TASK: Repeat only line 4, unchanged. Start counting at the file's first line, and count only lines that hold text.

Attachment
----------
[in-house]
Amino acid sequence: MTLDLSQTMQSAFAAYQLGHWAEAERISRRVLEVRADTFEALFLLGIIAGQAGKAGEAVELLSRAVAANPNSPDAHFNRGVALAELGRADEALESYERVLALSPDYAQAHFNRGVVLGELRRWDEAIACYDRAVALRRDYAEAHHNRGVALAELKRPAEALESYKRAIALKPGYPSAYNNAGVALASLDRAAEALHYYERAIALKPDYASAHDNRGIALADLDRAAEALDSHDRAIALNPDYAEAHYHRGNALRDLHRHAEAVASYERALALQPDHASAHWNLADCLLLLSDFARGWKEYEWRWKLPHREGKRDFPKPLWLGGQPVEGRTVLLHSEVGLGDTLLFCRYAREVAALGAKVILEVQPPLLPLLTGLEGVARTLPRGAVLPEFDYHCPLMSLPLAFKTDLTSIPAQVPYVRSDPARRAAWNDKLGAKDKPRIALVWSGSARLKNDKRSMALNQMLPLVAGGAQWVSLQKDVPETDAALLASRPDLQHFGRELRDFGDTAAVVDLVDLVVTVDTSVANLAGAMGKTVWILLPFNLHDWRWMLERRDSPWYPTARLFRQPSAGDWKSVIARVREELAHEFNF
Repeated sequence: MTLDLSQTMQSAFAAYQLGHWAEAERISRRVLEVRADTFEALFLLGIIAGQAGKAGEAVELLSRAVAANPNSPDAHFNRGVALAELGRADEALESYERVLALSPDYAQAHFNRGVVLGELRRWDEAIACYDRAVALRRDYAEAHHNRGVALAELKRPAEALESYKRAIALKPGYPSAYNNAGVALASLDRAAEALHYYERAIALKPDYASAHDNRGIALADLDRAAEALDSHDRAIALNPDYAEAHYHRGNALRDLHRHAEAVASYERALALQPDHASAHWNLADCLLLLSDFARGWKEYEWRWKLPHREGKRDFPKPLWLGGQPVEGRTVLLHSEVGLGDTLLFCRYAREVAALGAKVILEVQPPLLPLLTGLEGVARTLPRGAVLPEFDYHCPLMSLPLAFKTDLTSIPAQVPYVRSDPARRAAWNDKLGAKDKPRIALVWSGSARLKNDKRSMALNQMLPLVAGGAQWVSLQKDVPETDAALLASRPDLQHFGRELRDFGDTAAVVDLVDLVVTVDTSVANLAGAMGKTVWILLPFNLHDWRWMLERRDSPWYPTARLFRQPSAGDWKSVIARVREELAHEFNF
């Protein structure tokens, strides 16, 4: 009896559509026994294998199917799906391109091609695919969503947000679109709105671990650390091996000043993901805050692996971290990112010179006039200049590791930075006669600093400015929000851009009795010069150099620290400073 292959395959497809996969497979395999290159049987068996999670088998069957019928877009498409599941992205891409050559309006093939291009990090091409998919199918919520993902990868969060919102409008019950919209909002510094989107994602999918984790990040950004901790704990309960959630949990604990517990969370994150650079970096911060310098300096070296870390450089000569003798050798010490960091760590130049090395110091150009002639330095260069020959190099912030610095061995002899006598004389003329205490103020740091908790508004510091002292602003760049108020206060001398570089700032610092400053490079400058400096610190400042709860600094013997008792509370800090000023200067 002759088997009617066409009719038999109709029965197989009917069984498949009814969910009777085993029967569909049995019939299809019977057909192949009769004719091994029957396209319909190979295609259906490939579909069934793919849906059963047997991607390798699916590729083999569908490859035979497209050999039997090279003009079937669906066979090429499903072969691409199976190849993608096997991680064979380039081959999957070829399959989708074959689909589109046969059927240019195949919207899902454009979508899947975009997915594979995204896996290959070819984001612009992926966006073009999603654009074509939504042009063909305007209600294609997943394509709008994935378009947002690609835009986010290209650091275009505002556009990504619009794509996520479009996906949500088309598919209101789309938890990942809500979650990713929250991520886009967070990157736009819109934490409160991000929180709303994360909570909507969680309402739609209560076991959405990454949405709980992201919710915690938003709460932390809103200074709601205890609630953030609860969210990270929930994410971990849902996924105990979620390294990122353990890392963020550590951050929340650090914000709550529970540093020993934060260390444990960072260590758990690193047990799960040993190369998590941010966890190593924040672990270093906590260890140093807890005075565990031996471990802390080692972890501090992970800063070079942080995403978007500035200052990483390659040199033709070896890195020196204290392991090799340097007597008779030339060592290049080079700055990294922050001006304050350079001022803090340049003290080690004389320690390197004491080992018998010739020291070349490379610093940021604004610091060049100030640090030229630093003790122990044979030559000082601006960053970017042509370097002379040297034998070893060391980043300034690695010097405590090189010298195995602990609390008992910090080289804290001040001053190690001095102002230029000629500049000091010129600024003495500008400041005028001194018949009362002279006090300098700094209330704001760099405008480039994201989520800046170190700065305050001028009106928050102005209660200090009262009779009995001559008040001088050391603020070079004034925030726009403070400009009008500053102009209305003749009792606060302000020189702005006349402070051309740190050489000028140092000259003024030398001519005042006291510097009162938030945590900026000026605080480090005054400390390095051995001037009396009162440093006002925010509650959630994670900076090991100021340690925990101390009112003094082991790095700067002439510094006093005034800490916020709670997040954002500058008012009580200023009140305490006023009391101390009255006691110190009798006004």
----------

């Protein structure tokens, strides 16, 4: 009896559509026994294998199917799906391109091609695919969503947000679109709105671990650390091996000043993901805050692996971290990112010179006039200049590791930075006669600093400015929000851009009795010069150099620290400073 292959395959497809996969497979395999290159049987068996999670088998069957019928877009498409599941992205891409050559309006093939291009990090091409998919199918919520993902990868969060919102409008019950919209909002510094989107994602999918984790990040950004901790704990309960959630949990604990517990969370994150650079970096911060310098300096070296870390450089000569003798050798010490960091760590130049090395110091150009002639330095260069020959190099912030610095061995002899006598004389003329205490103020740091908790508004510091002292602003760049108020206060001398570089700032610092400053490079400058400096610190400042709860600094013997008792509370800090000023200067 002759088997009617066409009719038999109709029965197989009917069984498949009814969910009777085993029967569909049995019939299809019977057909192949009769004719091994029957396209319909190979295609259906490939579909069934793919849906059963047997991607390798699916590729083999569908490859035979497209050999039997090279003009079937669906066979090429499903072969691409199976190849993608096997991680064979380039081959999957070829399959989708074959689909589109046969059927240019195949919207899902454009979508899947975009997915594979995204896996290959070819984001612009992926966006073009999603654009074509939504042009063909305007209600294609997943394509709008994935378009947002690609835009986010290209650091275009505002556009990504619009794509996520479009996906949500088309598919209101789309938890990942809500979650990713929250991520886009967070990157736009819109934490409160991000929180709303994360909570909507969680309402739609209560076991959405990454949405709980992201919710915690938003709460932390809103200074709601205890609630953030609860969210990270929930994410971990849902996924105990979620390294990122353990890392963020550590951050929340650090914000709550529970540093020993934060260390444990960072260590758990690193047990799960040993190369998590941010966890190593924040672990270093906590260890140093807890005075565990031996471990802390080692972890501090992970800063070079942080995403978007500035200052990483390659040199033709070896890195020196204290392991090799340097007597008779030339060592290049080079700055990294922050001006304050350079001022803090340049003290080690004389320690390197004491080992018998010739020291070349490379610093940021604004610091060049100030640090030229630093003790122990044979030559000082601006960053970017042509370097002379040297034998070893060391980043300034690695010097405590090189010298195995602990609390008992910090080289804290001040001053190690001095102002230029000629500049000091010129600024003495500008400041005028001194018949009362002279006090300098700094209330704001760099405008480039994201989520800046170190700065305050001028009106928050102005209660200090009262009779009995001559008040001088050391603020070079004034925030726009403070400009009008500053102009209305003749009792606060302000020189702005006349402070051309740190050489000028140092000259003024030398001519005042006291510097009162938030945590900026000026605080480090005054400390390095051995001037009396009162440093006002925010509650959630994670900076090991100021340690925990101390009112003094082991790095700067002439510094006093005034800490916020709670997040954002500058008012009580200023009140305490006023009391101390009255006691110190009798006004």